AV on the move

After recently looking into the use of AV systems in the transportation venues sector it seemed only natural to take things one step further and look at how audiovisual technologies are being used on the vehicles themselves. Steve Montgomery reports.

With the massive expansion of digital signage providing out-of-home advertising and information that we have seen over the past few years in high streets, retail centres, transport terminals and entertainment venues, it is somewhat surprising that there are so few mobile systems. There have been some, basic installations on trains, trams, buses and taxis and one or two that appear to be well established, but none that have created as much impact and been as long lasting as some of those in the busier locations in city centres. Those that have been installed have been largely pilot systems that are used for short periods before being removed or replaced; or at best struggling to find a good business case and justification. However, it appears that this situation is likely to change, with the introduction of some reasonably sized bus and train installations and the growth of taxi systems in major cities.

The statistics are impressive. One in depth independent study undertaken to establish the business case for a taxi system found that the average length of trip in Edinburgh is 5 to 15 minutes, half have more than one passenger, 90% watched the screen for most of the time, 90% are between 18 and 54 years old and 40% have incomes exceeding £30,000 per year. In London, not surprisingly, journey times are longer, and each cab carries nearly 20,000 passengers each year, half of them professionals travelling on business journeys. Strikingly, the same research showed that unprompted recall of pilot advertising showed phenomenal response: viewers remembered 7 out of 12 adverts. Similarly, bus travel in London takes on average 34 minutes per trip, and. Lets face it, there isn’t a great deal to see when you are moving slowly along congested roads, so any distraction or point of focus is a welcome one.

Until recently, the major constraint to installation of these types of system was the inability to provide up to date content whilst on the move. However with the advent of 3G network transmission it is now possible to download fresh content on a regular basis. Motional Media has begun the roll out of such a system, installing pairs of screens on buses in London and Birmingham and are currently completing the first stage of what is to be a nationwide system with up to 9000 screens in Britain’s major cities. Ian Scott, the company’s Marketing Director: “We currently have installations on 300 buses in London and a further 200 in Birmingham. Each screen displays a 15 minute rolling sequence from a media player installed in the bus that is updated every time the bus returns to the depot by means of a wireless LAN. The content has been developed to offer a community channel feel, with a mixture of national and local news, weather and entertainment. Advertising takes up 25 to 30% of the time. Crucially the system offers interactivity to get active involvement from passengers, rather than just passive observation; for example, we have advertising from local shops that invite passengers to text for money saving offers, recruitment advertising aimed at passengers and locations, as well as the chance to blog messages onto the screens, although these are vetted at our central location before being displayed.” Given that Avanti Screen Media, one of the country’s largest media sales agencies, is involved, it is highly likely that this system will succeed and grow rapidly.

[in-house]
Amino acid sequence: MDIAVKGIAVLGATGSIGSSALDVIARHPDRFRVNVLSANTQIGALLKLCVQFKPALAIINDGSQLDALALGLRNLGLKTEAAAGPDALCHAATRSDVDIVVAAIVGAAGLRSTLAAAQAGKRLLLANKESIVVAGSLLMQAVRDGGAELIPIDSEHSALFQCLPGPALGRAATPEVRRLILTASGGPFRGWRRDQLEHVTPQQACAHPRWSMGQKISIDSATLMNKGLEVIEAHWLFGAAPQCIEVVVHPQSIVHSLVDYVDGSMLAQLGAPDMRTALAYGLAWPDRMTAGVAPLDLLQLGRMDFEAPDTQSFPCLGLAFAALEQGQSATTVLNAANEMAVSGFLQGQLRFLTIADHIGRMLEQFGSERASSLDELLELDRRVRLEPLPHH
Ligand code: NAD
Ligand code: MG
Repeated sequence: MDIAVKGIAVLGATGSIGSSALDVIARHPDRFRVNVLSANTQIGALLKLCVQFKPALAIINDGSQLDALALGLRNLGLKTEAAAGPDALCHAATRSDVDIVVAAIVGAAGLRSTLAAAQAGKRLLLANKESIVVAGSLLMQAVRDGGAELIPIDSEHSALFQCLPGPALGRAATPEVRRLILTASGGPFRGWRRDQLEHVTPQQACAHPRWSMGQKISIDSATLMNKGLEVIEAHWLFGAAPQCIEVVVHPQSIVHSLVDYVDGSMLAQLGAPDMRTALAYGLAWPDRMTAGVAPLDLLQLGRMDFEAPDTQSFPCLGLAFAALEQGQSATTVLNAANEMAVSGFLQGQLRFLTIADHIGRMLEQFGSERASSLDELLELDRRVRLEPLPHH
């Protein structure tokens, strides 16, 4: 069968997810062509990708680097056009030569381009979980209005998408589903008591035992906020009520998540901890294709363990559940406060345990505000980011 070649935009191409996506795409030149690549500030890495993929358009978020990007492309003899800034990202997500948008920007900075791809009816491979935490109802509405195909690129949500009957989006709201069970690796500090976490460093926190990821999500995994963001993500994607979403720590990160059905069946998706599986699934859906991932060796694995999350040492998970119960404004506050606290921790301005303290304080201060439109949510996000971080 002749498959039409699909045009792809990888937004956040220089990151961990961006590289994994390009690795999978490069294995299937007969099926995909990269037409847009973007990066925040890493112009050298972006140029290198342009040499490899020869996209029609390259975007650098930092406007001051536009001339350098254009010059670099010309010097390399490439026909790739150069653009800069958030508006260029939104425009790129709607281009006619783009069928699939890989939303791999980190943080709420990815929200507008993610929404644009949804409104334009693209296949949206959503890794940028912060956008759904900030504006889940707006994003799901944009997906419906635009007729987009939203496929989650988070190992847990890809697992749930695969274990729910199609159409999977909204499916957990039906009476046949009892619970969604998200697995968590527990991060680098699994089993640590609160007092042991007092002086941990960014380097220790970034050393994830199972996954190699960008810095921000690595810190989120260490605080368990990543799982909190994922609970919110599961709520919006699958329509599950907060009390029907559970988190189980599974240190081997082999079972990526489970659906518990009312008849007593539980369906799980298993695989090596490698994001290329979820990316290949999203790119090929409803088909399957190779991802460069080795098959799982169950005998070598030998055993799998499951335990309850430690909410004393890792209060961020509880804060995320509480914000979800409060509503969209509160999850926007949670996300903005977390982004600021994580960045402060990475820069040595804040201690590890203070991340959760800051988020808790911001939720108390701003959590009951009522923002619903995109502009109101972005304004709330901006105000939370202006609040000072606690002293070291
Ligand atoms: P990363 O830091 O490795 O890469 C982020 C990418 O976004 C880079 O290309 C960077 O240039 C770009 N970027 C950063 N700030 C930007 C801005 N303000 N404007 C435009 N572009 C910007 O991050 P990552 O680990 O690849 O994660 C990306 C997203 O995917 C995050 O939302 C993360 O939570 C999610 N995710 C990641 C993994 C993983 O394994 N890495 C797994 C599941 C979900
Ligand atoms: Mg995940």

LEDs are used on the outside of buses for impact and communication. Jon Lewen of CBS Outdoor is responsible for installing LED lighting and matrix displays on a fleet of 30 buses in London: “Discrete LED lamps were used to publicise the Mission Impossible 3 film tracing the outline of an advert and the Mission Impossible 3 logo. They were also used to provide a twinkling effect for the film Nanny McPhee. There are also LED panels with messaging capability to support static logos that have been used successfully to advertise Virgin Media, Thomson Holidays, Lastminute and Yell. They are linked to GPS systems so that the message can be coordinated with the bus’s actual location to run adverts for restaurants in a specific area for example.” The screens themselves are developed by production company Hive Associates in association with their technology partner Light Logic. Marc Edmunds explains the reason: “We have designed the LED matrix using specially designed LEDs with superior viewing angles in a unit that is only 19mm thick, driven from a PC source using flash and animated GIF. There was no suitable available product at the time we started on the project five years ago.”

Audio is not provided on buses due to its intrusive nature, however in the closed and equally captive environment of city cabs it is. Two competing companies currently offer black cab infotainment systems in the UK: Cabvision in London, but with plans for a nationwide rollout and Cabtivate in London, Edinburgh, Glasgow, Manchester and elsewhere. Both offer a mixture of news, sport, weather and advertising. Cabvision has user selectable multichannel entertainment interspersed with 3 minute advertising clips. News and information is downloaded via DAB within the M25 area. Nigel West, Cabvision’s Managing Director: “We pioneered this system starting four years ago and it is achieving acceptance from both advertisers and viewers, mainly due to the general growth of digital signage and in particular the investment in digital specific departments in the large advertising agencies, which has generated a large volume of repeat business. Advertising costs between £10,000 and £100,000 and there is an opportunity to have spot adverts or your own dedicated channel, which two of our clients currently do. We can also produce and tailor the technology and content for special events; for example in the summer we showed live scores from Wimbledon , coupled with an IBM’s channel showing IBM's business innovations, aimed at an ABC1 audience .”